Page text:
redman aud afterward became division en-
'ilnccr ' of construction , continuing In that
position until the fall of 18 < ,9 , when ho cn-
caged In the railroad business In Kansas.
Ill the wkitnr of 1S71 he wont to the Uni
versity of Michigan and remained there ( mill
the pprlng of 1873 , wlion he secured thn
position of assistant engineer ot the North
western. Ho remained In thnt position until
1SS1. when he was made dlvlslcti suycrln-
'ondcnt of the Northern Iowa division of the
same road. In February , 1883 , ho succeeded
o the * onenal stiporintendoncy ot the Iowa
division , but In the fall of 1887 ho went t <
Chicago < ( B the chief engineer of.the road.
On November 1 , 1SS8 , he was appointed gcti-
eral manager of the Northwestern tran.v
inlssourl Hues In this city , which position
ho held until July of last year , when In
was ainrolntod Koncial manager of the Elk-
horn. In Oftohor of the same year he war
elected third vice president of the North
western , which positlui ho held at the time
10 was chosen president of the Union Pacific
OMAHA'S Oil I'M ' T IM'III.IC Illll ! Alt V.
Hi-port Vnr tinVcnr SliiMvs I { ( o Hf
Aln-cnsl ( lie TluifM.
ireoort of the Omaha public library liar
been Issued describing the condition and iat-
Touace of the library at the close of the
yoar. It shows that the Institution Is In all
ways on a level with other metrciiolltan
libraries In point of books on band an'
enjoys an unusually large ratio ot circulation
The report of the acting llbiarlan Is as fol
lows :
Total number of volumes nccossloned
to dnto DISS2
Totitl number of volumes withdrawn
to date 7.7M
Total number of volumes now In
library 47.H7
Number of volumes added during 1S97. . 2,377
Number of cards Issued In 1897 :
New borrowers I , ! > j2
Ue-re Istratlons l.C-t
Total 3,071 !
Hooka issued for home use 212S2 , ' >
Hooks Issued for reference room 47,693
Hooks Issued for roadlnp room 4,003
Magazines Issued for reading room. . . . 5,819
HHI'OIIT OF Till. : C1TV CI.KUK.
liy SliiMrs IllMliiiirliiienl HUM nail
KM IIiinclH Full.
The city officials and other usual occupants
of the city hall took a day yesterday and
with a few exceptions the big building was
deserted. Tlie front entrance was closed and
the occasional visitors used the west door.
City Clerk illigby and his stenographer put
In the forenoon compiling 'the ' annual report
of the "department , which will be submitted
to the mayor Monday morning. The docu
ment shows that the city council and the
clerk's olllce have accomplished fully 50 per
cent more work during 1897 than In the pre
vious year. This Is partially flue to the fact
that 'business ' has been more promptly dis
patched by the nine councllmeu than was
possible when there were eighteen to do the
same work. The fact that a large number
of public Improvements have been under way
during the summer has also multiplied the
documents 'to bo considered and the new
charter has also caused some additional work.
The report of the city clerk shows the fol
lowing comparison of the 'business of the
two years :
189G. 1S97.
Total number of council meet-
IIIBH , regular , special and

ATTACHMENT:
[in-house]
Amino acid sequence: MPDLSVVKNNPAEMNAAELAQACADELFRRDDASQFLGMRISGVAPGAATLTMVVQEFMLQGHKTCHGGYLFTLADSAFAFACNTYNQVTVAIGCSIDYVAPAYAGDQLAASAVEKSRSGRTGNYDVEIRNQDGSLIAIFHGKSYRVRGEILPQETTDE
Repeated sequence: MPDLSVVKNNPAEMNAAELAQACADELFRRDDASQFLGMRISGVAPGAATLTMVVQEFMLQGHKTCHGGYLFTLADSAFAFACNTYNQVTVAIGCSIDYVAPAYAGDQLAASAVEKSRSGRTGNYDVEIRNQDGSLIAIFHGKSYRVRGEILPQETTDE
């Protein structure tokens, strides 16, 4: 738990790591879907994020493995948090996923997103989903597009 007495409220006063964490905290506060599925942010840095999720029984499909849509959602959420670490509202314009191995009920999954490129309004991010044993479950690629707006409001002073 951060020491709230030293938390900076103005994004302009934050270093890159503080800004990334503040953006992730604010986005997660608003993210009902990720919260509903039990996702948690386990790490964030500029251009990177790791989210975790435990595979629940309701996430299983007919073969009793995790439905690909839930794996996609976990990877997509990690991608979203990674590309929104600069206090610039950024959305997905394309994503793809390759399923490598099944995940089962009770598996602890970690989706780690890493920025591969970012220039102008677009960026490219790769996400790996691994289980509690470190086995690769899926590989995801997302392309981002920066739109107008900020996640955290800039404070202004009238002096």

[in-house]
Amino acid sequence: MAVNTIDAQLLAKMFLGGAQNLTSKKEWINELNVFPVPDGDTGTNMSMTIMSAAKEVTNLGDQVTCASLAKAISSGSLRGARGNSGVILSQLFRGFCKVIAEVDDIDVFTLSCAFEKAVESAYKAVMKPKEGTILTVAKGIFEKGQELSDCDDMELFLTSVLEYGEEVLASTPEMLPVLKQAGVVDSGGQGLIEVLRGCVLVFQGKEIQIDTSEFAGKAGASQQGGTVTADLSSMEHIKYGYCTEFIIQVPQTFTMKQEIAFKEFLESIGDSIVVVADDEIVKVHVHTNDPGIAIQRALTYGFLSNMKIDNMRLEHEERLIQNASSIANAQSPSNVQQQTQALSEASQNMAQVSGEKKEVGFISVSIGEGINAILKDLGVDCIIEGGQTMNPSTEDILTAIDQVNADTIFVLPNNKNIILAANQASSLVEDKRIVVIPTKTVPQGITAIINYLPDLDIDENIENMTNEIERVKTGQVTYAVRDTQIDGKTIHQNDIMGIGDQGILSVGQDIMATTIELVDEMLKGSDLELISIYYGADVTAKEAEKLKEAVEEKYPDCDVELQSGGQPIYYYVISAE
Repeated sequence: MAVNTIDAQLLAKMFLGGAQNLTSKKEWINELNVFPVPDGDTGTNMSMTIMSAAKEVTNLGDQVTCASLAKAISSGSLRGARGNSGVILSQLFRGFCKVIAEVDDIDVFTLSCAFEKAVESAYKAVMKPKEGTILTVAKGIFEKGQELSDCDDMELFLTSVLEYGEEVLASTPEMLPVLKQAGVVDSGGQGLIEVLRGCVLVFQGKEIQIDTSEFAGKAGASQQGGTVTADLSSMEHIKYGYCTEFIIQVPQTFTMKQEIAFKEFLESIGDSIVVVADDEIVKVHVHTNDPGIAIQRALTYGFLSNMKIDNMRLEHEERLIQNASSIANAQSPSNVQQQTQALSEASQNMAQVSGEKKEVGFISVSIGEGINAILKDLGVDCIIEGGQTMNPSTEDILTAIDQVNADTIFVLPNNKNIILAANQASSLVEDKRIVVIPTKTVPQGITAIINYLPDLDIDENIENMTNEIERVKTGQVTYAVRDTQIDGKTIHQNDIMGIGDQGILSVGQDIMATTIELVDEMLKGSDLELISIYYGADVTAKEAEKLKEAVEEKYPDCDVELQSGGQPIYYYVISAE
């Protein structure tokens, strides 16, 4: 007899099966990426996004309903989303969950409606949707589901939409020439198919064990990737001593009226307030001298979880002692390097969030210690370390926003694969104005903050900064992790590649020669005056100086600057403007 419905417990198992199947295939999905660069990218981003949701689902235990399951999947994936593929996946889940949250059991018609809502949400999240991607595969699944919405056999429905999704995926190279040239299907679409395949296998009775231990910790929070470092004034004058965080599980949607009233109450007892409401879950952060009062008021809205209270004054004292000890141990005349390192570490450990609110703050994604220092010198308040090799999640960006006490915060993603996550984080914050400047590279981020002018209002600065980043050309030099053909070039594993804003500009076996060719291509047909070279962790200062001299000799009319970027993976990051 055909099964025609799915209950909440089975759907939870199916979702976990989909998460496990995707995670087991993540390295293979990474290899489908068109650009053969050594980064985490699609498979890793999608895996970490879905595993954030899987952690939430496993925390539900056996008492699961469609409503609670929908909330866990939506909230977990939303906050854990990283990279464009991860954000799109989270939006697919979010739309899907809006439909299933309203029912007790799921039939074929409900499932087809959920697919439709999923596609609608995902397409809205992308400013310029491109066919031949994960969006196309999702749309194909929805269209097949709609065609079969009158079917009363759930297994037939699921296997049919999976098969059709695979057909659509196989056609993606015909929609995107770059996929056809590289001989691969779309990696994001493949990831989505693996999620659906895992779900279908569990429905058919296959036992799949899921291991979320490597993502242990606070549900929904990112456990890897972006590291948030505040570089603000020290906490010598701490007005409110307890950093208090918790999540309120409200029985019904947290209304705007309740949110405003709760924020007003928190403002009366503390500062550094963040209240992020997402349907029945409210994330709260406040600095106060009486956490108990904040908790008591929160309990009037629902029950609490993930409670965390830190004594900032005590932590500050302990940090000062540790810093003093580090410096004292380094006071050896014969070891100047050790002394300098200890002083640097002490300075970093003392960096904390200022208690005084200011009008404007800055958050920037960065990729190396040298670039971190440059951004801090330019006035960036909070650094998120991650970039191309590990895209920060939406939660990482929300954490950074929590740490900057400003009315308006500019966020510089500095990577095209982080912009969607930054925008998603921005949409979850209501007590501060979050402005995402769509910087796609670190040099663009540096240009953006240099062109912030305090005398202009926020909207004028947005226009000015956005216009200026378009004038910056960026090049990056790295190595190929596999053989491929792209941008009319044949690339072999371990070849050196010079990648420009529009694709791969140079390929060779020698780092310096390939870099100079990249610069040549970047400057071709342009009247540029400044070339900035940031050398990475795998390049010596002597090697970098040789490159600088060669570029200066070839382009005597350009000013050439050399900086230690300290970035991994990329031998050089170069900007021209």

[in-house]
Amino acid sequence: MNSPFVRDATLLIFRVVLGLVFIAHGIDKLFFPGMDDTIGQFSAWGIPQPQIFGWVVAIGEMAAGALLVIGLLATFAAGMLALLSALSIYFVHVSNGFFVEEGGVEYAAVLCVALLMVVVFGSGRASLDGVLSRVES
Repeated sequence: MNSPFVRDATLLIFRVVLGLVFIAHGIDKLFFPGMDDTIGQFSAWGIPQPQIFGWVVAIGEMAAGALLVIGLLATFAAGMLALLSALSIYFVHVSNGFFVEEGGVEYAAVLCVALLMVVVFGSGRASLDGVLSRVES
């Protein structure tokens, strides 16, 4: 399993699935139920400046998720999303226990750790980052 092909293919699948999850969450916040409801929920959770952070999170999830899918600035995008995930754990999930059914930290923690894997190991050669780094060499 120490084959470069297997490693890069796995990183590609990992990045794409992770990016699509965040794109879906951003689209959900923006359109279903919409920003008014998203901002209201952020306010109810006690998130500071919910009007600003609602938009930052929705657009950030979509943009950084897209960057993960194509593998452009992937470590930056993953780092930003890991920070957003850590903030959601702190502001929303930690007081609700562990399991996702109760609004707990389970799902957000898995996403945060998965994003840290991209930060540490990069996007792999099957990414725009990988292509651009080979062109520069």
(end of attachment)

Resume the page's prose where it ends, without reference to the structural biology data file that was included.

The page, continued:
Hoard of Equalization . 75 97
Total number of communica
tions and reports of olllcers
read . 2,374 4.3S1
Total number of resolutions. . . SOS 1,207
Total number of committee
reports . S3G 1,112
Total number of ordinances on
llrst and second reading . ISt 300
Total number of ordinances on
third reading nnd passage. . . 115 249
Council journal , number of
pages for year . l.CfiO 2,105
Hoard of Equalization record ,
fnp v nr . _ . .H . . _ 42 TlO
Ordinance record , pages for
year 977 8D3
The report of the city clerk In regard to
licenses Is practically identical with the re-
! > ort of the license Inspector , which was pub
lished yesterday. The only additions arc the
fees on account of dog tags , which agKie-
catcd $2,239. and the receipts on account of
clerk fees , which were $39.30 additional.
\vniiiv OK TIII : rouicK FOKCIO.
Over ( Idim ArnmtNVcri - Miulo JlliriliK
JHI1T.
The record of the year's work In the police
department has been tabulated by Frank J.
King , clerk of the chief of .police. . The re
port shows that the total number of arrests
d'iring Ib97 has been G.C26 , a slight Increase
over the result a year ago , Of these 1,838
have boon convicted , a less number than a
yuar ago , In spite of the larger total arrests.
An Interesting1 Item Is the different occupa
tions laid claim to by prisoners. In the total
of 211 , every Imaginable calling Is repre
sented. The laborers are In the lead , 1,700
men answering to that title. They are fol
lowed by 740 "no-ocs , " men 'Who did not lay
claim oven to being laborers , and were as
signed to that category. Among the other *
there were men who claimed to bo shingle-
packers , pill-box 'makers , cowboys , capltal-
Uta and ono preacher. Thcro are also men
tioned In the list a buttoMly maker , a t'hlef ,
a school boy and a newspaper reporter. There
have been 1,600 drunks taken tn charge dur-
s the year and four arrests for murder.
The report In summary Is as follows :
ArrestH , male f > .SlS
Arrests , femnlt 1.10S
Total
Convlutlonu , police court 1.S3S
Dismissals , police court 4.30S
Cases continued , ete 4SO
Totnl G.ran
Cnses bound over to district court 183
Cnxea appealed to district court. . . 11-
UulehlCH reported la